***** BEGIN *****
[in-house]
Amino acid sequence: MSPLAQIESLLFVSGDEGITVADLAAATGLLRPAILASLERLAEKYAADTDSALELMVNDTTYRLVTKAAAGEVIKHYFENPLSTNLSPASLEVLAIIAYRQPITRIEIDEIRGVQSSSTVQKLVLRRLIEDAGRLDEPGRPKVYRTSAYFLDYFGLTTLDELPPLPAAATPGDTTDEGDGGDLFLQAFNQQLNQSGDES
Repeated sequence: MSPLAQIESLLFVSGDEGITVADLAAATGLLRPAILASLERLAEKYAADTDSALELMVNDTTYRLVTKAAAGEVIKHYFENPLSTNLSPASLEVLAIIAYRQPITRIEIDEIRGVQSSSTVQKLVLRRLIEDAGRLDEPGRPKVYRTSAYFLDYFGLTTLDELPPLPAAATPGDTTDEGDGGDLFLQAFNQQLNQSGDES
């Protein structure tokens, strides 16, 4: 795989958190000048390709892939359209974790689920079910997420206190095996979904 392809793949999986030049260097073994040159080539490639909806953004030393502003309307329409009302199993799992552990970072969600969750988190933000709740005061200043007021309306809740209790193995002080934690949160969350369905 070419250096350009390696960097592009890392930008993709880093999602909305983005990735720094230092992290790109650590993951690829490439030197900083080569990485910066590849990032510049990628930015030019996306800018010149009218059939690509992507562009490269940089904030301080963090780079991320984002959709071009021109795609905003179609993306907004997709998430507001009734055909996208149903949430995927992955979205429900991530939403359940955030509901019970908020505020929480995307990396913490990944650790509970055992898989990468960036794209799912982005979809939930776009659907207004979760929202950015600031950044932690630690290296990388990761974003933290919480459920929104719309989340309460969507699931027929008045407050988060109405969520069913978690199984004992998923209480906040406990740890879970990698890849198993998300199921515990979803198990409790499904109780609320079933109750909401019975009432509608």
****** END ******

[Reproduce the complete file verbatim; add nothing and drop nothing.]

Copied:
[in-house]
Amino acid sequence: MSPLAQIESLLFVSGDEGITVADLAAATGLLRPAILASLERLAEKYAADTDSALELMVNDTTYRLVTKAAAGEVIKHYFENPLSTNLSPASLEVLAIIAYRQPITRIEIDEIRGVQSSSTVQKLVLRRLIEDAGRLDEPGRPKVYRTSAYFLDYFGLTTLDELPPLPAAATPGDTTDEGDGGDLFLQAFNQQLNQSGDES
Repeated sequence: MSPLAQIESLLFVSGDEGITVADLAAATGLLRPAILASLERLAEKYAADTDSALELMVNDTTYRLVTKAAAGEVIKHYFENPLSTNLSPASLEVLAIIAYRQPITRIEIDEIRGVQSSSTVQKLVLRRLIEDAGRLDEPGRPKVYRTSAYFLDYFGLTTLDELPPLPAAATPGDTTDEGDGGDLFLQAFNQQLNQSGDES
């Protein structure tokens, strides 16, 4: 795989958190000048390709892939359209974790689920079910997420206190095996979904 392809793949999986030049260097073994040159080539490639909806953004030393502003309307329409009302199993799992552990970072969600969750988190933000709740005061200043007021309306809740209790193995002080934690949160969350369905 070419250096350009390696960097592009890392930008993709880093999602909305983005990735720094230092992290790109650590993951690829490439030197900083080569990485910066590849990032510049990628930015030019996306800018010149009218059939690509992507562009490269940089904030301080963090780079991320984002959709071009021109795609905003179609993306907004997709998430507001009734055909996208149903949430995927992955979205429900991530939403359940955030509901019970908020505020929480995307990396913490990944650790509970055992898989990468960036794209799912982005979809939930776009659907207004979760929202950015600031950044932690630690290296990388990761974003933290919480459920929104719309989340309460969507699931027929008045407050988060109405969520069913978690199984004992998923209480906040406990740890879970990698890849198993998300199921515990979803198990409790499904109780609320079933109750909401019975009432509608």